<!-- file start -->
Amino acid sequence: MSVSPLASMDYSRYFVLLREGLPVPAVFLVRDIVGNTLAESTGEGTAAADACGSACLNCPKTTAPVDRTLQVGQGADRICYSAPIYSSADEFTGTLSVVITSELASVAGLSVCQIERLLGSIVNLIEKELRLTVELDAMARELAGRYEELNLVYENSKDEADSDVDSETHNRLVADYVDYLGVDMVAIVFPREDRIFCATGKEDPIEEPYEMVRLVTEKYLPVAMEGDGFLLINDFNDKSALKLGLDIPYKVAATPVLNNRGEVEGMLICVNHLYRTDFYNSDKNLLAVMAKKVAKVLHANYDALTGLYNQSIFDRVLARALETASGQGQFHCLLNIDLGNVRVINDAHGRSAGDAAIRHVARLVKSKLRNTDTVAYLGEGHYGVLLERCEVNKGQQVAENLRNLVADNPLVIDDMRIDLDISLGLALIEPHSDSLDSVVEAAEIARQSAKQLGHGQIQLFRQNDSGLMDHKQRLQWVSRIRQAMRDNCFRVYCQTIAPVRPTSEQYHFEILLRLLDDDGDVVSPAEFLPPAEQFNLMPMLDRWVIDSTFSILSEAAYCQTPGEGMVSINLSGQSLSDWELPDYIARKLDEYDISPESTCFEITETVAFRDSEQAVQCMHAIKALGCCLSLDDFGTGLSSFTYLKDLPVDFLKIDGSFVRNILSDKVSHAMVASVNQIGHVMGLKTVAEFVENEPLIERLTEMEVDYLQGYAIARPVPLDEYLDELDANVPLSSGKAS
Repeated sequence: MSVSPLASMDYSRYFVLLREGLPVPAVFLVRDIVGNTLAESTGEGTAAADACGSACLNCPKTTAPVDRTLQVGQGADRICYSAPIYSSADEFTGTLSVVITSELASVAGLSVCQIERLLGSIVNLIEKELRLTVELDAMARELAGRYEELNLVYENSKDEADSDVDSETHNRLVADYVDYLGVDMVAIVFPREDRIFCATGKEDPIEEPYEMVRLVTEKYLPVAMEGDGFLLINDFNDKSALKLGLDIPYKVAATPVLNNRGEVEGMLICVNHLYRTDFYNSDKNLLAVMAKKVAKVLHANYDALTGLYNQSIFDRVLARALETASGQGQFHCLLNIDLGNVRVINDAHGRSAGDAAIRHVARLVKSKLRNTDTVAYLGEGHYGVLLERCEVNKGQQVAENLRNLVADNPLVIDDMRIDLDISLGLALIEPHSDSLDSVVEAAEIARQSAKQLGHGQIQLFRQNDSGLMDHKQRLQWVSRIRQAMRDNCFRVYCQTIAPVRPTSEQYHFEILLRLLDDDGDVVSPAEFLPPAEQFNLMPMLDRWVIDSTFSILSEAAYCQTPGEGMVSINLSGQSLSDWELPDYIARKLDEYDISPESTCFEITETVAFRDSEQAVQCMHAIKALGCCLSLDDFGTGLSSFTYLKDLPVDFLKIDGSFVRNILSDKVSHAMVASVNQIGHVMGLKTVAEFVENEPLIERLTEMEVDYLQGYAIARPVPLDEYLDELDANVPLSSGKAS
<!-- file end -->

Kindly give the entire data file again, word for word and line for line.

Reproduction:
Amino acid sequence: MSVSPLASMDYSRYFVLLREGLPVPAVFLVRDIVGNTLAESTGEGTAAADACGSACLNCPKTTAPVDRTLQVGQGADRICYSAPIYSSADEFTGTLSVVITSELASVAGLSVCQIERLLGSIVNLIEKELRLTVELDAMARELAGRYEELNLVYENSKDEADSDVDSETHNRLVADYVDYLGVDMVAIVFPREDRIFCATGKEDPIEEPYEMVRLVTEKYLPVAMEGDGFLLINDFNDKSALKLGLDIPYKVAATPVLNNRGEVEGMLICVNHLYRTDFYNSDKNLLAVMAKKVAKVLHANYDALTGLYNQSIFDRVLARALETASGQGQFHCLLNIDLGNVRVINDAHGRSAGDAAIRHVARLVKSKLRNTDTVAYLGEGHYGVLLERCEVNKGQQVAENLRNLVADNPLVIDDMRIDLDISLGLALIEPHSDSLDSVVEAAEIARQSAKQLGHGQIQLFRQNDSGLMDHKQRLQWVSRIRQAMRDNCFRVYCQTIAPVRPTSEQYHFEILLRLLDDDGDVVSPAEFLPPAEQFNLMPMLDRWVIDSTFSILSEAAYCQTPGEGMVSINLSGQSLSDWELPDYIARKLDEYDISPESTCFEITETVAFRDSEQAVQCMHAIKALGCCLSLDDFGTGLSSFTYLKDLPVDFLKIDGSFVRNILSDKVSHAMVASVNQIGHVMGLKTVAEFVENEPLIERLTEMEVDYLQGYAIARPVPLDEYLDELDANVPLSSGKAS
Repeated sequence: MSVSPLASMDYSRYFVLLREGLPVPAVFLVRDIVGNTLAESTGEGTAAADACGSACLNCPKTTAPVDRTLQVGQGADRICYSAPIYSSADEFTGTLSVVITSELASVAGLSVCQIERLLGSIVNLIEKELRLTVELDAMARELAGRYEELNLVYENSKDEADSDVDSETHNRLVADYVDYLGVDMVAIVFPREDRIFCATGKEDPIEEPYEMVRLVTEKYLPVAMEGDGFLLINDFNDKSALKLGLDIPYKVAATPVLNNRGEVEGMLICVNHLYRTDFYNSDKNLLAVMAKKVAKVLHANYDALTGLYNQSIFDRVLARALETASGQGQFHCLLNIDLGNVRVINDAHGRSAGDAAIRHVARLVKSKLRNTDTVAYLGEGHYGVLLERCEVNKGQQVAENLRNLVADNPLVIDDMRIDLDISLGLALIEPHSDSLDSVVEAAEIARQSAKQLGHGQIQLFRQNDSGLMDHKQRLQWVSRIRQAMRDNCFRVYCQTIAPVRPTSEQYHFEILLRLLDDDGDVVSPAEFLPPAEQFNLMPMLDRWVIDSTFSILSEAAYCQTPGEGMVSINLSGQSLSDWELPDYIARKLDEYDISPESTCFEITETVAFRDSEQAVQCMHAIKALGCCLSLDDFGTGLSSFTYLKDLPVDFLKIDGSFVRNILSDKVSHAMVASVNQIGHVMGLKTVAEFVENEPLIERLTEMEVDYLQGYAIARPVPLDEYLDELDANVPLSSGKAS